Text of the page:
This should get the bike running pretty well. Idle speed should be
at 1000-1100 RPM. DO NOT set the idle for a super low "tickover", as
this will severely reduce oil circulation in the engine and make the
transmission rattle like a bag of rocks.

--
Tom Cutter
As was said, sidestand-parking will make it smoke on startup. If related to the earlier ring job, that can be fixed, nothing major.

Nice seat-- may be a Bill Mayer. Comfy, and an BMW is an old tractor **
.

Cloth tag should be on the underside.

--Bill




** compared to Ducati, Suzuki, Kawasaki and even the current gaggle of BMWs the old Airhead BMWs are closer to tractors...
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Old 10-04-2014, 10:38 AM   #5
supershaft
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Location: San Francisco Bay area
Oddometer: 8,834
If you want an old tractor I suggest buying an old Rokon Trail Blazer. Maybe an old Harley or Indian? BMW's are not old tractors although it is readily apparent that many try their best to turn them into one. Meanwhile, they are really a lot closer to an airplane than a tractor. A super high rpm airplane. Have fun!
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Old 10-04-2014, 06:30 PM   #6
Dkizerian OP
Honky Lips
 
Joined: Dec 2013
Location: Tooele, Utah
Oddometer: 172
Thanks for the ideas of where to start...

This weekend is looking like a wash with all the pre-winter honey-do's... But maybe I'll be able to squeeze in an hour or two tomorrow.

The tractor comments had me confused, since many of my chores today involved my tractor... I hope this new bike is better that it, as 13hp and 12mph, with no suspension isn't very inspiring.

I did pull the dipstick and the oil looked brand new, which goes with the story I've been told, and it isn't seeping out anywhere, so I guess that's a step too...
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Old 10-04-2014, 07:19 PM   #7
Bill Harris
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Location: backwoods Alabama
Oddometer: 7,314
Tractors are fun...

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Old 10-05-2014, 07:48 PM   #8
wvpc1
AKA: Bill
 
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Location: Lower Peninsula of Michlandia
Oddometer: 36
Is the speedo working? How many miles on it?
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Old 10-05-2014, 09:32 PM   #9
Dkizerian OP
Honky Lips
 
Joined: Dec 2013
Location: Tooele, Utah
Oddometer: 172
Quote:
Originally Posted by wvpc1 View Post
Is the speedo working? How many miles on it?
I don't think the odo has worked for a while, it says 18,000 or so, but the bike says higher...
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Old 10-06-2014, 11:10 PM   #10
Dkizerian OP
Honky Lips
 
Joined: Dec 2013
Location: Tooele, Utah
Oddometer: 172
Oil and filter came out tonight, both looked ok. Fuel tank was drained through petcocks, and nothing except old gas came out. Pulled the bottoms off both carbs, and they look like they may have been rebuilt close to when it was taken off the road, but one of the gaskets was shifted during install, so I'll need new gaskets.

Somewhere in the past, one of the previous owners REALLY didn't believe in metric hardware.. Lots of little pieces have been replaced with cheap Home Depot hardware... Rear subframe, only 3 bolts holding it on, and they are three different sizes... Left side peg was held on with a carriage bolt and wing nut. I'll be doing lots of replacing... Luckily, I don't think they did any of the real maintenance, just bolting stuff on...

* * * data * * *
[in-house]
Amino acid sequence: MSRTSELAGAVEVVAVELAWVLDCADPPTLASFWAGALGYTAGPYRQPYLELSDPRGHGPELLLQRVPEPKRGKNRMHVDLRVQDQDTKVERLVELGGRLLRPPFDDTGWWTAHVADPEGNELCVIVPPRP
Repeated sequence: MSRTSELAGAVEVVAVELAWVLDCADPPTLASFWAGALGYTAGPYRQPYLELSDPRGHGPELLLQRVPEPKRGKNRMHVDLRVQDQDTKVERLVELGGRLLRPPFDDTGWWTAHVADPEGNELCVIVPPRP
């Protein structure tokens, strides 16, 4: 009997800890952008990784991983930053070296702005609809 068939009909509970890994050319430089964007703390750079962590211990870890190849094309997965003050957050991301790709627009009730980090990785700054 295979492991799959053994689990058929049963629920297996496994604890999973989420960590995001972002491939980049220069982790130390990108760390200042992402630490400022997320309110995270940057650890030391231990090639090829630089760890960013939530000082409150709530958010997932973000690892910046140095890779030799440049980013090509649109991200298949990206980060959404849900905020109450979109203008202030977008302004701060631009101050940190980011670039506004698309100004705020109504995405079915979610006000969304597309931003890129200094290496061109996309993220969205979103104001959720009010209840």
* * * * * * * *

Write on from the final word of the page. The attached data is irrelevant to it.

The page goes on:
Odometer says just under 16,000, and at first I thought this was a long ways off... Now I'm thinking this might be close to accurate. Too bad the bike seems to have been abused for those miles.

Just under 16,000 miles? by dkizerian, on Flickr


Untitled by dkizerian, on Flickr


Untitled by dkizerian, on Flickr

From end, you can just make out the broken fender mount on the left fork.

Front shot by dkizerian, on Flickr
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Old 10-06-2014, 11:17 PM   #11
Dkizerian OP
Honky Lips
 
Joined: Dec 2013
Location: Tooele, Utah
Oddometer: 172
Oh, and the seat is a Corbin. Not sure if I'll keep it, but I'll try it.
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Old 10-07-2014, 05:27 AM   #12
Beemeup
1978 R100/7
 
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Location: Washington State
Oddometer: 196
The seat is hideous to me but each to their own. The odometer has probably rolled over.
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Old 10-07-2014, 09:27 AM   #13
Dkizerian OP
Honky Lips
 
Joined: Dec 2013
Location: Tooele, Utah
Oddometer: 172
Rear shocks look like Ikons! and the guy I bought it from said the owner prior to him said he'd put progressive springs in the front, I hadn't given that any thought, since it wasn't confirmed, but given the Ikons at the back it might be true.

Even with everything it'll need, I think the price I paid keeps looking better and better, which is a great feeling when buying a project.
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Old 10-07-2014, 09:29 AM   #14
Dkizerian OP
Honky Lips
 
Joined: Dec 2013
Location: Tooele, Utah
Oddometer: 172
Quote:
Originally Posted by Beemeup View Post
The seat is hideous to me but each to their own. The odometer has probably rolled over.
Seat is hideous, and I'll make another, but I may keep this one for longer rides, IF it's comfortable - I'll just keep my eyes closed when off the bike
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Old 10-10-2014, 09:11 PM   #15
Dkizerian OP
Honky Lips
 
Joined: Dec 2013
Location: Tooele, Utah
Oddometer: 172
Haven't done too much else this week except ordered a bunch of parts.

Figuring out a way to build it the way I want, but make it easy to return to near stock as needed/wanted. Love that the rear subframe is removable.

I'm getting a bunch of time Sunday, plan on draining/refilling trans,drive,rear. Removing tank so I can see what's going on with the fuel and choke cables, and see the wiring. Pulling petcocks off tank, both screens have fallen off into the tank, so I'll be trying to get them out, and see if I can get them mounted better. Pulling plugs. Flush and bleed front brakes. Also may get to look at the rear brake and start to see why it's not doing anything.

Damn.... Such a short list... Oh and I need to adjust valves, and,and,and....